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Hasil cari dari kata atau frase: hitch (0.01605 detik)
Found 3 items, similar to hitch.
English → Indonesian (quick) Definition: hitch sentak
English → English (WordNet) Definition: hitch hitch v 1: to hook or entangle; “One foot caught in the stirrup” [syn: catch] [ant: unhitch] 2: walk impeded by some physical limitation or injury; “The old woman hobbles down to the store every day” [syn: limp, hobble] 3: jump vertically, with legs stiff and back arched; “the yung filly bucked” [syn: buck, jerk] 4: travel by getting free rides from motorists [syn: hitchhike, thumb] 5: connect to a vehicle: “hitch the trailer to the car” hitch n 1: a period of time spent in military service [syn: enlistment, term of enlistment, tour of duty, duty tour, tour] 2: the state of inactivity following an interruption; “the negotiations were in arrest”; “held them in check”; “during the halt he got some lunch”; “the momentary stay enabled him to escape the blow”; “he spent the entire stop in his seat” [syn: arrest, check, halt, stay, stop, stoppage] 3: an unforeseen obstacle [syn: hang-up, rub, snag] 4: a connection between a vehicle and the load that it pulls 5: a knot that can be undone by pulling against the strain that holds it 6: any obstruction that impedes or is burdensome [syn: hindrance, preventive, preventative, encumbrance, incumbrance, interference] 7: the uneven manner of walking that results from an injured leg [syn: hobble, limp]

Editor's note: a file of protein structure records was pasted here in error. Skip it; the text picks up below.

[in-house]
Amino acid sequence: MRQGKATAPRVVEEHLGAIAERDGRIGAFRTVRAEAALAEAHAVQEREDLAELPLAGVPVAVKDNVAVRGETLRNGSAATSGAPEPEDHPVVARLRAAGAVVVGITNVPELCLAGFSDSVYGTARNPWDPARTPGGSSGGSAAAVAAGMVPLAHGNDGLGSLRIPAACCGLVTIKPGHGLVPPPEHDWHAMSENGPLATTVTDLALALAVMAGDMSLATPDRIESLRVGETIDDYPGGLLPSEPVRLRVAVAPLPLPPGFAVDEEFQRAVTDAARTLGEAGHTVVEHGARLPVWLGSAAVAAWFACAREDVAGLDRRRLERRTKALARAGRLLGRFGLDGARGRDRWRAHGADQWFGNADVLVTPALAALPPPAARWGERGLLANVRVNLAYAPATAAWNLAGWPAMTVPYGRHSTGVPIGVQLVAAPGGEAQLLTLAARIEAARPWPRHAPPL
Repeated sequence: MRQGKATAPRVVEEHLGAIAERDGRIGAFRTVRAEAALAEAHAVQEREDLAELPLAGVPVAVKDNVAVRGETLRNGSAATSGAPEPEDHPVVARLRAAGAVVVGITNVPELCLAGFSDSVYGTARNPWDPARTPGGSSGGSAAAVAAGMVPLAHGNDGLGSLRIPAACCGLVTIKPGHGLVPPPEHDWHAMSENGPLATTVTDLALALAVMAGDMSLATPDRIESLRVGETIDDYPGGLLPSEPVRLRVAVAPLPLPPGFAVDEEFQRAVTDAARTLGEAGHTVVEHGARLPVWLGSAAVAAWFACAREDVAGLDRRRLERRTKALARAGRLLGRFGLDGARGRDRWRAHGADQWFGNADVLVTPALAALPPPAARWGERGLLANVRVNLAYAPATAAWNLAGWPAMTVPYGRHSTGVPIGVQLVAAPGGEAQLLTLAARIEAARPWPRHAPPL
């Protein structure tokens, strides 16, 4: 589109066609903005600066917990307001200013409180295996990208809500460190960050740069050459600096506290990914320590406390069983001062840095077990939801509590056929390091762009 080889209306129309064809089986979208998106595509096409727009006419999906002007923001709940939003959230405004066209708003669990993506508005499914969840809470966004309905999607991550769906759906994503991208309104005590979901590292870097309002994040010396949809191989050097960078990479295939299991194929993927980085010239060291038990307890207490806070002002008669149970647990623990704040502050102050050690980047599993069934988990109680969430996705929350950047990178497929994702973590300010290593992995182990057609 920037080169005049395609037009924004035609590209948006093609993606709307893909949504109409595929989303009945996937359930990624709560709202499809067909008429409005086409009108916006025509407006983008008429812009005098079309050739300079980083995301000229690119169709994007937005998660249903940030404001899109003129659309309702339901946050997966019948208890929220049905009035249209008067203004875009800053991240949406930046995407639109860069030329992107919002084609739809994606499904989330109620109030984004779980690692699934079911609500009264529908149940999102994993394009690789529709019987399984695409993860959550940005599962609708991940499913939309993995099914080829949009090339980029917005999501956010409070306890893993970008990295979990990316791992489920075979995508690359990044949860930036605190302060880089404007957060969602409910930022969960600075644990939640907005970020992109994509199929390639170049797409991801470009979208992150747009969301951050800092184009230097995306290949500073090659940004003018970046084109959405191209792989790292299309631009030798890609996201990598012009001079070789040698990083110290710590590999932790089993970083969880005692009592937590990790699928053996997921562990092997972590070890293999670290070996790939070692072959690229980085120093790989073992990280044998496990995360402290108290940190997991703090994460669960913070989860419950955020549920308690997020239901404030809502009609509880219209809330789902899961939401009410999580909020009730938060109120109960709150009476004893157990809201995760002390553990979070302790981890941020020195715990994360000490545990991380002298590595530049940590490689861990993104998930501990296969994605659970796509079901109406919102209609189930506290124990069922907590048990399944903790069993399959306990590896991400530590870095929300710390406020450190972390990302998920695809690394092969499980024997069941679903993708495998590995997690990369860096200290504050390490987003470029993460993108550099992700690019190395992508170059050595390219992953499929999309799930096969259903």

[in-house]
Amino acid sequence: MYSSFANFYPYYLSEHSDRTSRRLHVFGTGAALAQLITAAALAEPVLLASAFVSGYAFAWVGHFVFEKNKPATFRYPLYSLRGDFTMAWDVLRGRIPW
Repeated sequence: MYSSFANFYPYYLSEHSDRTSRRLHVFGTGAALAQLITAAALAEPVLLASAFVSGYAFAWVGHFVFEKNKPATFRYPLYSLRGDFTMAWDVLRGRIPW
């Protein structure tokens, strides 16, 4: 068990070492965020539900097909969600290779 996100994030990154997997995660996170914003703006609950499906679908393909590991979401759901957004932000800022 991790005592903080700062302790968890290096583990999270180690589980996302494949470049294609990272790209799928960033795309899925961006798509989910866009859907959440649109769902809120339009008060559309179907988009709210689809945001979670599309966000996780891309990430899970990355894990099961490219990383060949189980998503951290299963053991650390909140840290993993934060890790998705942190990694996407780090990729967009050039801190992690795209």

English → English (gcide) Definition: Hitch Hitch \Hitch\, v. i. To hitchhike; -- mostly used in the phrase to hitch a ride; as, he hitched his way home; he hitched a ride home. [PJC] Hitch \Hitch\ (h[i^]ch), v. t. [Cf. Scot. hitch a motion by a jerk, and hatch, hotch, to move by jerks, also Prov. G. hiksen, G. hinken, to limp, hobble; or E. hiccough; or possibly akin to E. hook.] 1. To become entangled or caught; to be linked or yoked; to unite; to cling. [1913 Webster] Atoms . . . which at length hitched together. --South. [1913 Webster] 2. To move interruptedly or with halts, jerks, or steps; -- said of something obstructed or impeded. [1913 Webster] Slides into verse, and hitches in a rhyme. --Pope. [1913 Webster] To ease themselves . . . by hitching into another place. --Fuller. [1913 Webster] 3. To hit the legs together in going, as horses; to interfere. [Eng.] --Halliwell. Hitch \Hitch\, v. t. [imp. & p. p. Hitched; p. pr. & vb. n. Hitching.] 1. To hook; to catch or fasten as by a hook or a knot; to make fast, unite, or yoke; as, to hitch a horse, or a halter; hitch your wagon to a star. [1913 Webster +PJC] 2. To move with hitches; as, he hitched his chair nearer. [1913 Webster] To hitch up. (a) To fasten up. (b) To pull or raise with a jerk; as, a sailor hitches up his trousers. (c) To attach, as a horse, to a vehicle; as, hitch up the gray mare. [Colloq.] [1913 Webster] Hitch \Hitch\, n. 1. A catch; anything that holds, as a hook; an impediment; an obstacle; an entanglement. [1913 Webster] 2. The act of catching, as on a hook, etc. [1913 Webster] 3. A stop or sudden halt; a stoppage; an impediment; a temporary obstruction; an obstacle; as, a hitch in one's progress or utterance; a hitch in the performance. [1913 Webster] 4. A sudden movement or pull; a pull up; as, the sailor gave his trousers a hitch. [1913 Webster] 5. (Naut.) A knot or noose in a rope which can be readily undone; -- intended for a temporary fastening; as, a half hitch; a clove hitch; a timber hitch, etc. [1913 Webster] 6. (Geol.) A small dislocation of a bed or vein. [1913 Webster]

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